Following an initial consultation that is due to close in early June in relation to the Guernsey Green Fund (GGF) Appleby’s Andrew Harding examines the potential future for the fund.
The global transition to a greener furture is estimated to require USD1 trillion of investments per year, and Guernsey is looking to adapt its offering to cater to the increasing demand for green investments. The GFF is part of an ambitous initiative from WE ARE GUERNSEY to develop the broadest and best range of products with a green focus among international financial centres, incorporating investment, securities and insurance markets and services.
Under current proposals, the GGF will be a new framework of rules that can be adopted by any type of Guernsey fund; a badge of honour demonstrating the fund’s green credentials. The Guernsey Financial Services Commission (GFSC) will expect a certification from the administrator or manager that the fund meets the relevant criteria. At least 75% of the assets in a GGF will need to be green investments falling within specified categories. The balance of the fund’s assets are restricted from being invested in a manner that would “lessen the objective of mitigating climate change”. Arguably, this leaves room for interpretation, although the GFSC does provide some guidance in the form of a non-exhaustive list of banned activities.
Clearly the idea of the GGF will be powerful selling point to an environmentally conscious investor. But what about the hard numbers? Intuitively, we might expect to pay for having one eye on the environment in the form of a lower rate of return. This has been borne out in the long term data where it has been identified that green mutual funds have underperformed relative to conventional funds.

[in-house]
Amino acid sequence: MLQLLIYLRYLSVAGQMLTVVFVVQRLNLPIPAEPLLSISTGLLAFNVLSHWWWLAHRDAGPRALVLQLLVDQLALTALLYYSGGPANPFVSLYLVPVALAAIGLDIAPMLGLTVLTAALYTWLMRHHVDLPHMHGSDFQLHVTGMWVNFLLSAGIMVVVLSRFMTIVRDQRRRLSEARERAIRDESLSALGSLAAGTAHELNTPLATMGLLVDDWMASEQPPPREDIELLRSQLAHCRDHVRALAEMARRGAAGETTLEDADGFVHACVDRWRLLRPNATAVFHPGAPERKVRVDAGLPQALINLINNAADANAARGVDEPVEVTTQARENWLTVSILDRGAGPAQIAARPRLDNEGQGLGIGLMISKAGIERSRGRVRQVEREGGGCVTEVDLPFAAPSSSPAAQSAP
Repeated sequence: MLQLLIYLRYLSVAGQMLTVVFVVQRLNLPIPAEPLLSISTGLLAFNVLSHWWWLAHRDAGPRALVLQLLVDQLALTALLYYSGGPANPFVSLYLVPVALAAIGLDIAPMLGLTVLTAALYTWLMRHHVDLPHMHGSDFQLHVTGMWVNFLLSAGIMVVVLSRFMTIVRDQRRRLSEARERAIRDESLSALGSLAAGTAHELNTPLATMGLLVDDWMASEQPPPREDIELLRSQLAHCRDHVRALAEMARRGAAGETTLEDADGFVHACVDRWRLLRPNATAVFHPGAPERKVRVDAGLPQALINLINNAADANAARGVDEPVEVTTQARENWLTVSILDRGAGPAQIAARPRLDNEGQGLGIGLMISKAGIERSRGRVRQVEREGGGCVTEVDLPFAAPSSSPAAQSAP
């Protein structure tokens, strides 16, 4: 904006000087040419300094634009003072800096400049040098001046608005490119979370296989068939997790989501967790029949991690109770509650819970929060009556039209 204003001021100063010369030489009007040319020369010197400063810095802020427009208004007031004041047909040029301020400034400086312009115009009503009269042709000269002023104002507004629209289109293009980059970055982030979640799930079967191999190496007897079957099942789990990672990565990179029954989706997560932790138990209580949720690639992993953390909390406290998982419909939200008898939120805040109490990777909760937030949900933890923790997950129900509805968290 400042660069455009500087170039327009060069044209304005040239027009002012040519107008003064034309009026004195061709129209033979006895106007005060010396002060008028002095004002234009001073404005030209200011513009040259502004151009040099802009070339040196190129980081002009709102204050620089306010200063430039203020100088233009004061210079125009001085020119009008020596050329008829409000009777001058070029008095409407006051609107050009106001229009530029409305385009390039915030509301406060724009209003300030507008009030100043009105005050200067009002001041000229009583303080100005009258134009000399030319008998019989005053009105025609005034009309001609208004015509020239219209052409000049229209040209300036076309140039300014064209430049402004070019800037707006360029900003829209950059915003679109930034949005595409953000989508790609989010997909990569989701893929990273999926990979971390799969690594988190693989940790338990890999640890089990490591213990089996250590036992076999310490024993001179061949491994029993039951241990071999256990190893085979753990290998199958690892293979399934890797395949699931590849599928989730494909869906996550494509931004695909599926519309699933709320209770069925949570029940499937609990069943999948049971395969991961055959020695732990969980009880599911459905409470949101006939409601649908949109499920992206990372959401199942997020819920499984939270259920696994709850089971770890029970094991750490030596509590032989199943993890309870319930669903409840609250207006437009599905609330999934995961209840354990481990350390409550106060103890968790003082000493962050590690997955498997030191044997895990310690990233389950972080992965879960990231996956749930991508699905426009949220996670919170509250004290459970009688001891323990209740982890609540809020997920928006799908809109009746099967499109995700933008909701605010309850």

More promisingly for the GFF, analysis of more recent performance of green funds indicated similar risk-adjusted returns to conventional funds, and outperformance in relation to so-called “black” funds with exposure to fossil energy and natural resource. This could be for a number of reasons. Green projects often benefit from subsidies, which can support or enhance performance in emerging sectors and technologies. Green investments also tend to be concentrated in certain industries thereby reducing diversification, but potentially providing excess returns over the short term.
The jury is out in relation to the performance of green investments and the final form of the GFF is to be determined. However, the concept appears sound and chimes with the wider themes of the Environmental, Social and Governance Principles that can be adopted voluntarily by a GFF. If the right balance can be struck then the GFF could end up as the gold standard for green investment.
This article first appeared in the June/July 2018 issue of Connect Guernsey
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